9. World Bank, 2004. "State Fiscal Reforms in India : Progress and Prospects," World Bank Other Operational Studies 14609, The World Bank.
  10. Jameson Boex & Jorge Martinez-Vazquez, 2004. "Developing the institutional framework for intergovernmental fiscal relations in decentralizing LDCs," International Center for Public Policy Working Paper Series, at AYSPS, GSU paper0402, International Center for Public Policy, Andrew Young School of Policy Studies, Georgia State University.
  11. Yingyi Qian & Barry R. Weingast, 1996. "China's transition to markets: market-preserving federalism, chinese style," Journal of Economic Policy Reform, Taylor & Francis Journals, vol. 1(2), pages 149-185.
  12. Jorge Martinez-Vazquez & Andrey Timofeev, 2005. "Choosing between Centralized and Decentralized Models of Tax Administration," International Center for Public Policy Working Paper Series, at AYSPS, GSU paper0502, International Center for Public Policy, Andrew Young School of Policy Studies, Georgia State University.
  13. Tugrul Gurgur & Anwar Shah, 2014. "Localization and corruption: panacea or pandora's box?," Annals of Economics and Finance, Society for AEF, vol. 15(1), pages 109-136, May.
  14. Davoodi, Hamid & Zou, Heng-fu, 1998. "Fiscal Decentralization and Economic Growth: A Cross-Country Study," Journal of Urban Economics, Elsevier, vol. 43(2), pages 244-257, March.
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  16. Fisman, Raymond & Gatti, Roberta, 2000. "Decentralization and corruption - evidence across countries," Policy Research Working Paper Series 2290, The World Bank.
  17. Qiao, Baoyun & Martinez-Vazquez, Jorge & Xu, Yongsheng, 2008. "The tradeoff between growth and equity in decentralization policy: China's experience," Journal of Development Economics, Elsevier, vol. 86(1), pages 112-128, April.
  18. Zhang, Tao & Zou, Heng-fu, 1998. "Fiscal decentralization, public spending, and economic growth in China," Journal of Public Economics, Elsevier, vol. 67(2), pages 221-240, February.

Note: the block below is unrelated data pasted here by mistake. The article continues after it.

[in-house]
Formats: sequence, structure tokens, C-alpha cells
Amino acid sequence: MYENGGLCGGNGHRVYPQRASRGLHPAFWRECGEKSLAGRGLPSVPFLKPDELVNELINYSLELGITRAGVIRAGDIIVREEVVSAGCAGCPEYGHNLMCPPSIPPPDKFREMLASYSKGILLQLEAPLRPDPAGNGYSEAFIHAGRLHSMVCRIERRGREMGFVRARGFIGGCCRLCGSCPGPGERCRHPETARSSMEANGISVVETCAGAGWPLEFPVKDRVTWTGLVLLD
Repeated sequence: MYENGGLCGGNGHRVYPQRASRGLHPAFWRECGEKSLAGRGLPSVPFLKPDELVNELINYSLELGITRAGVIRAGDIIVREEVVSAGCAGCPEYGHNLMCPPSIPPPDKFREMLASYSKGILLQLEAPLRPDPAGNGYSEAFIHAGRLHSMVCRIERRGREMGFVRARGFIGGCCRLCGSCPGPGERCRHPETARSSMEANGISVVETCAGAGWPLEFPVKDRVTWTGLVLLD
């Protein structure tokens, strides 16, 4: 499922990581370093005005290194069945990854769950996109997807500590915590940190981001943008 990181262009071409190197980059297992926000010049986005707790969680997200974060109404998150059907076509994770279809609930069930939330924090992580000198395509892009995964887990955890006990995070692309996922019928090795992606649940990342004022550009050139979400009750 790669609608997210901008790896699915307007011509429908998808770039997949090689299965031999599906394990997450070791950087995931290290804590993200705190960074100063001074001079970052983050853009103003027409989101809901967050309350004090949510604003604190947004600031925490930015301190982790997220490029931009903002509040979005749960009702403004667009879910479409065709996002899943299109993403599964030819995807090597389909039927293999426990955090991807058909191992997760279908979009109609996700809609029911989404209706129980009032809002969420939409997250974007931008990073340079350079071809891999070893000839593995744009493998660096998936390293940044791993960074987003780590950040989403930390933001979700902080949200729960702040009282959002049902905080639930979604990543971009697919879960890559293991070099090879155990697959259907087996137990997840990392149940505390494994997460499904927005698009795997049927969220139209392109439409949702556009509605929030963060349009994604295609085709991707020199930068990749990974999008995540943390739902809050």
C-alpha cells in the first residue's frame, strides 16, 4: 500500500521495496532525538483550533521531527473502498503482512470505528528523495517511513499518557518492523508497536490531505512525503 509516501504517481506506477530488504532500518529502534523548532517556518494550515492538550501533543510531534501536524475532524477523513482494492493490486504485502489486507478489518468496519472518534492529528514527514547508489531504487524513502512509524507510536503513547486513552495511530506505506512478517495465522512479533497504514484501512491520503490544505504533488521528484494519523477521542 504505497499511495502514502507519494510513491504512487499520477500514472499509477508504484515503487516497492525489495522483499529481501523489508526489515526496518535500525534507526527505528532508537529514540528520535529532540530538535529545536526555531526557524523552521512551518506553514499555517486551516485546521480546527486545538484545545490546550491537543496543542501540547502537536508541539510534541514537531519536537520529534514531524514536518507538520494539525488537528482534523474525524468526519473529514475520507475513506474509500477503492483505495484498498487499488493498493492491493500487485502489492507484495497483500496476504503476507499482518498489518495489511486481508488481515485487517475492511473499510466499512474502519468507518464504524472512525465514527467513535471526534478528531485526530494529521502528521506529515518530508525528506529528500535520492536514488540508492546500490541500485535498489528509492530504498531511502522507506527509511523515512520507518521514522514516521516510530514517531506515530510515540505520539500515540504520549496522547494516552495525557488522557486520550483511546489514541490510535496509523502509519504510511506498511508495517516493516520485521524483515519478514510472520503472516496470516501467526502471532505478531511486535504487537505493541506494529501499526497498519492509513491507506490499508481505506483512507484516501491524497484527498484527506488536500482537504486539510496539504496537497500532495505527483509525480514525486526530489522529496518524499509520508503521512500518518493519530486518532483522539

19. Jorge Martinez-Vasquez & Jameson Boex, 2001. "Russia's Transition to a New Federalism," World Bank Publications, The World Bank, number 15248.
  20. Shah, Anwar, 1998. "Fiscal federalism and macroeconomic governance : for better or for worse?," Policy Research Working Paper Series 2005, The World Bank.
  21. Arze, Francisco Javier & Martinez Vázquez, Jorge, 2003. "Descentralización en Latinoamérica desde una perspectiva de países pequeños: Bolivia, El Salvador, Ecuador y Nicaragua," Observatorio de la Economía Latinoamericana, Grupo Eumed.net (Universidad de Málaga), issue 11, August.
  22. Wallace E. Oates, 1999. "An Essay on Fiscal Federalism," Journal of Economic Literature, American Economic Association, vol. 37(3), pages 1120-1149, September.
  23. Gramlich, Edward M., 1993. "A Policymaker's Guide to Fiscal Decentralization," National Tax Journal, National Tax Association, vol. 46(2), pages 229-35, June.
  24. Singh, Nirvikar & Rao, Govinda, 2006. "Political Economy of Federalism in India," OUP Catalogue, Oxford University Press, number 9780195686937.
  25. Baoyun Qiao & Jorge Martinez-Vazquez & Yongsheng Xu, 2002. "Growth and Equity Tradeoff in Decentralization Policy: China's Experience," International Center for Public Policy Working Paper Series, at AYSPS, GSU paper0216, International Center for Public Policy, Andrew Young School of Policy Studies, Georgia State University.
  26. James Alm & Robert Aten & Roy Bahl, 2001. "Can Indonesia Decentralise Successfully? Plans, Problems And Prospects," Bulletin of Indonesian Economic Studies, Taylor & Francis Journals, vol. 37(1), pages 83-102.